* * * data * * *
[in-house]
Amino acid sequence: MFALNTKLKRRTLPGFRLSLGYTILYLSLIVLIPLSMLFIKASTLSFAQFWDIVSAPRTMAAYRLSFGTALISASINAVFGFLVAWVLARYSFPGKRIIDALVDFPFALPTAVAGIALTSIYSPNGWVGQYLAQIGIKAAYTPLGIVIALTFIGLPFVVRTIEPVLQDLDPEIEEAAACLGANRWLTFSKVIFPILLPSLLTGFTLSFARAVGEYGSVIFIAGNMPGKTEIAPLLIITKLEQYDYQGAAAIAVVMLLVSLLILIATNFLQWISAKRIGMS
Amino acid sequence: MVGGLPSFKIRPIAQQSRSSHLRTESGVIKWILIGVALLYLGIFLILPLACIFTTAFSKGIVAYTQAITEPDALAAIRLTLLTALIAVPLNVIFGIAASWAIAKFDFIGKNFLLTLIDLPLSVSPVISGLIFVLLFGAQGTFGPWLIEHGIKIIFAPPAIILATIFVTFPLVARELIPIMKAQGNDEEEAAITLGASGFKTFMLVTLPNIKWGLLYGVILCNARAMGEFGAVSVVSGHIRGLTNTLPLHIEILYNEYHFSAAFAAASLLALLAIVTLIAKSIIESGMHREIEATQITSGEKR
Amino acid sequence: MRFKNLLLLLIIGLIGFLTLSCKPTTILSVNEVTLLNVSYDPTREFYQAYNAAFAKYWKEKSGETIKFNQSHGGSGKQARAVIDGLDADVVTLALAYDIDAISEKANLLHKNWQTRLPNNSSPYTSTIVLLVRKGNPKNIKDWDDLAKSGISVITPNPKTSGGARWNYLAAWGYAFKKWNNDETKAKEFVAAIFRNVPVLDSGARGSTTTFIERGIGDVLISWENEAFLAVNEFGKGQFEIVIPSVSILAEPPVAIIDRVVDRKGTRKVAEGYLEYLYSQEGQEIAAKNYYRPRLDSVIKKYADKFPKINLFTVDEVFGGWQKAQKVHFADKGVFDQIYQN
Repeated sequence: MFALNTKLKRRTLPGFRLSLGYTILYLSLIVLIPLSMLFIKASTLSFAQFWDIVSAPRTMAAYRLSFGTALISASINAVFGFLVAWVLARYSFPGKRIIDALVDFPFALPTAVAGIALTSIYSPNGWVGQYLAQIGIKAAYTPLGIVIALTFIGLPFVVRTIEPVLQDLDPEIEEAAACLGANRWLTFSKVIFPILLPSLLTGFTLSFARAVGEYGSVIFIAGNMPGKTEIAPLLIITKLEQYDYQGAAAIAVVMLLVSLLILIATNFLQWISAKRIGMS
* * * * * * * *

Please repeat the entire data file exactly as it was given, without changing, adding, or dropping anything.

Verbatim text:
[in-house]
Amino acid sequence: MFALNTKLKRRTLPGFRLSLGYTILYLSLIVLIPLSMLFIKASTLSFAQFWDIVSAPRTMAAYRLSFGTALISASINAVFGFLVAWVLARYSFPGKRIIDALVDFPFALPTAVAGIALTSIYSPNGWVGQYLAQIGIKAAYTPLGIVIALTFIGLPFVVRTIEPVLQDLDPEIEEAAACLGANRWLTFSKVIFPILLPSLLTGFTLSFARAVGEYGSVIFIAGNMPGKTEIAPLLIITKLEQYDYQGAAAIAVVMLLVSLLILIATNFLQWISAKRIGMS
Amino acid sequence: MVGGLPSFKIRPIAQQSRSSHLRTESGVIKWILIGVALLYLGIFLILPLACIFTTAFSKGIVAYTQAITEPDALAAIRLTLLTALIAVPLNVIFGIAASWAIAKFDFIGKNFLLTLIDLPLSVSPVISGLIFVLLFGAQGTFGPWLIEHGIKIIFAPPAIILATIFVTFPLVARELIPIMKAQGNDEEEAAITLGASGFKTFMLVTLPNIKWGLLYGVILCNARAMGEFGAVSVVSGHIRGLTNTLPLHIEILYNEYHFSAAFAAASLLALLAIVTLIAKSIIESGMHREIEATQITSGEKR
Amino acid sequence: MRFKNLLLLLIIGLIGFLTLSCKPTTILSVNEVTLLNVSYDPTREFYQAYNAAFAKYWKEKSGETIKFNQSHGGSGKQARAVIDGLDADVVTLALAYDIDAISEKANLLHKNWQTRLPNNSSPYTSTIVLLVRKGNPKNIKDWDDLAKSGISVITPNPKTSGGARWNYLAAWGYAFKKWNNDETKAKEFVAAIFRNVPVLDSGARGSTTTFIERGIGDVLISWENEAFLAVNEFGKGQFEIVIPSVSILAEPPVAIIDRVVDRKGTRKVAEGYLEYLYSQEGQEIAAKNYYRPRLDSVIKKYADKFPKINLFTVDEVFGGWQKAQKVHFADKGVFDQIYQN
Repeated sequence: MFALNTKLKRRTLPGFRLSLGYTILYLSLIVLIPLSMLFIKASTLSFAQFWDIVSAPRTMAAYRLSFGTALISASINAVFGFLVAWVLARYSFPGKRIIDALVDFPFALPTAVAGIALTSIYSPNGWVGQYLAQIGIKAAYTPLGIVIALTFIGLPFVVRTIEPVLQDLDPEIEEAAACLGANRWLTFSKVIFPILLPSLLTGFTLSFARAVGEYGSVIFIAGNMPGKTEIAPLLIITKLEQYDYQGAAAIAVVMLLVSLLILIATNFLQWISAKRIGMS